The audience won’t be there in person, but it will certainly be there in spirit when the annual Black History Month Spoken Word/Open Mic contest takes place virtually on Feb. 22.
“It shows that as spoken word artists, we’re not just limited to the stage,” said Benjamin Owusu ’22, who performed at the BHM opening ceremony on Feb. 3 and delivered a memorable performance at the 2020 spoken word contest with a performance that centered on the Central Park Five.
The annual event is a highlight of Stony Brook’s Black History Month programming, and is an opportunity for students to showcase their gifts and intellect through spoken word and other diverse modes of expression.
Owusu admitted that when he performs next week, he will miss “that little nervous feeling you get before you get on stage, and as soon as your foot touches a stage it vanishes,” but added that performing virtually also offers challenges and opportunities in terms of how the work is presented.
“I have to utilize the Zoom background to my advantage,” Owusu said. “I’m also utilizing the audio, so it’s just recognizing, how do I utilize certain functions to benefit my performance.”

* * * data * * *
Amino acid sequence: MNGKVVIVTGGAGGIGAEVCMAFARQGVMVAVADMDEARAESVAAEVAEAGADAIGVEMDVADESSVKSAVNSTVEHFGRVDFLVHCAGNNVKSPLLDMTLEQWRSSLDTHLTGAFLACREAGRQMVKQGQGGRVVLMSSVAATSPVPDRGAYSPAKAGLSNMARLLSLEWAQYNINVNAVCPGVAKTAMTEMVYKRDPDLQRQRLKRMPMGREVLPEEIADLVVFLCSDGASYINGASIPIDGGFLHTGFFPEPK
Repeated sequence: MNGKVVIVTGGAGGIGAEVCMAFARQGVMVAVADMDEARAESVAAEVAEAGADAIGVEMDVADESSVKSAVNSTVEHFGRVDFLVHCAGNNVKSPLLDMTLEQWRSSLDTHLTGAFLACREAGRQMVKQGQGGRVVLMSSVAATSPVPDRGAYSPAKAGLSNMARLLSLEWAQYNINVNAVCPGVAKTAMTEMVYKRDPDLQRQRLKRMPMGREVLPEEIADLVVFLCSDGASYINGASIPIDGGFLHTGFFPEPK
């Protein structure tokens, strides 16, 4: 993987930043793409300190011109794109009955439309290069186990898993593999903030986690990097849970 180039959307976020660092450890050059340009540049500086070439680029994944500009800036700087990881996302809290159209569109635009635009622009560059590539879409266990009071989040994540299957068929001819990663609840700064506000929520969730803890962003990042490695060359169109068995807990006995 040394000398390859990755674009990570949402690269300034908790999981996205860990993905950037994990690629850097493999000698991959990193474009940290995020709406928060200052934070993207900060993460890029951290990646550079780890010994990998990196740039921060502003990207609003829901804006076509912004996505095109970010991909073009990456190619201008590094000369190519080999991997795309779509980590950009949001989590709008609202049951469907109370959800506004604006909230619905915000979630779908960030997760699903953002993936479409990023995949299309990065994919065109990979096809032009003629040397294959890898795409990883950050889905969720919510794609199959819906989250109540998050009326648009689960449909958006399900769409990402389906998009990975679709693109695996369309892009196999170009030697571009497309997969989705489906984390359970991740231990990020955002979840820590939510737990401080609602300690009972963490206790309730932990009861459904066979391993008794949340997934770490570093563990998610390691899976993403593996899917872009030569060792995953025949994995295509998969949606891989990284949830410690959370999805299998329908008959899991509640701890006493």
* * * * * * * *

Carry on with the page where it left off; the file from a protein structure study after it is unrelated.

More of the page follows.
“One great thing is the students can now be anywhere in the world to perform, they do not need to be located physically on campus,” said Isobel Breheny-Schafer, assistant director of Student Media and a member of the Black History Month committee. “Now, all the world really is a stage!”
Breheny-Schafer said that the virtual performance will “lose some of the social aspect and networking which happens at the live event.” Owusu, however, noted that when he performed at the BHM opening ceremony — which was also virtual — he was able to see comments people were making in real time.
“That also gave me another level of confidence,” he said. “Wow, okay, what I’m saying is actually impacting people.”
The event will begin at 8 p.m. and will feature performances from current students in good academic standing. First, second, and third prizes will be awarded and the winners will be invited to perform on WUSB 90.1 FM/107.3 FM.
The pieces will follow the 2021 BHM theme of “Black Creativity.” For Owusu, a social work major, that means using his experiences to “shed light on certain topics that aren’t talked about.”
“It allows us as Black people to use our imagination that stems from hurt in the society, that stems from racism, that stems from oppressive structures, and how that impacts our imagination in our artwork,” he said. “You recognize that it isn’t just creativity, but there’s something special about Black creativity. It becomes the experience of black people over 500 years. It’s very unique.”